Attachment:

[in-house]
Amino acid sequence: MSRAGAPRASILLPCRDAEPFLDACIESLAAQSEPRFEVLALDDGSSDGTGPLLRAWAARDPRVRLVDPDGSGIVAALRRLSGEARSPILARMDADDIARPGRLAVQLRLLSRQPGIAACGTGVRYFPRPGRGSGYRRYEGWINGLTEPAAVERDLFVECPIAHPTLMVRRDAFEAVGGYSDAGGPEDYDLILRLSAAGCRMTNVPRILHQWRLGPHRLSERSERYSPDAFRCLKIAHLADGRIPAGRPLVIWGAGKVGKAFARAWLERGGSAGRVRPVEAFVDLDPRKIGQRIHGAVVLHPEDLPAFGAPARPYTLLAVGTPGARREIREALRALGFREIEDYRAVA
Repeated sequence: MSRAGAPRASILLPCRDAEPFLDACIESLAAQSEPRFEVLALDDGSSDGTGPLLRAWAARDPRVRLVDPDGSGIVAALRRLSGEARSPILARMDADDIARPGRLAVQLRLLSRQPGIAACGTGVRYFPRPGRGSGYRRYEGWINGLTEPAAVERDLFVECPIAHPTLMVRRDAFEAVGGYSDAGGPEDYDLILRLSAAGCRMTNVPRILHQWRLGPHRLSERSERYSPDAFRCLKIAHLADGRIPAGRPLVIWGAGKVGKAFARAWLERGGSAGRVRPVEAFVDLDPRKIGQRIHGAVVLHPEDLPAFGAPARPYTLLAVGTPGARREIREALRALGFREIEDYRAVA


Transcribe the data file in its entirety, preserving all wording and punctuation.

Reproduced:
[in-house]
Amino acid sequence: MSRAGAPRASILLPCRDAEPFLDACIESLAAQSEPRFEVLALDDGSSDGTGPLLRAWAARDPRVRLVDPDGSGIVAALRRLSGEARSPILARMDADDIARPGRLAVQLRLLSRQPGIAACGTGVRYFPRPGRGSGYRRYEGWINGLTEPAAVERDLFVECPIAHPTLMVRRDAFEAVGGYSDAGGPEDYDLILRLSAAGCRMTNVPRILHQWRLGPHRLSERSERYSPDAFRCLKIAHLADGRIPAGRPLVIWGAGKVGKAFARAWLERGGSAGRVRPVEAFVDLDPRKIGQRIHGAVVLHPEDLPAFGAPARPYTLLAVGTPGARREIREALRALGFREIEDYRAVA
Repeated sequence: MSRAGAPRASILLPCRDAEPFLDACIESLAAQSEPRFEVLALDDGSSDGTGPLLRAWAARDPRVRLVDPDGSGIVAALRRLSGEARSPILARMDADDIARPGRLAVQLRLLSRQPGIAACGTGVRYFPRPGRGSGYRRYEGWINGLTEPAAVERDLFVECPIAHPTLMVRRDAFEAVGGYSDAGGPEDYDLILRLSAAGCRMTNVPRILHQWRLGPHRLSERSERYSPDAFRCLKIAHLADGRIPAGRPLVIWGAGKVGKAFARAWLERGGSAGRVRPVEAFVDLDPRKIGQRIHGAVVLHPEDLPAFGAPARPYTLLAVGTPGARREIREALRALGFREIEDYRAVA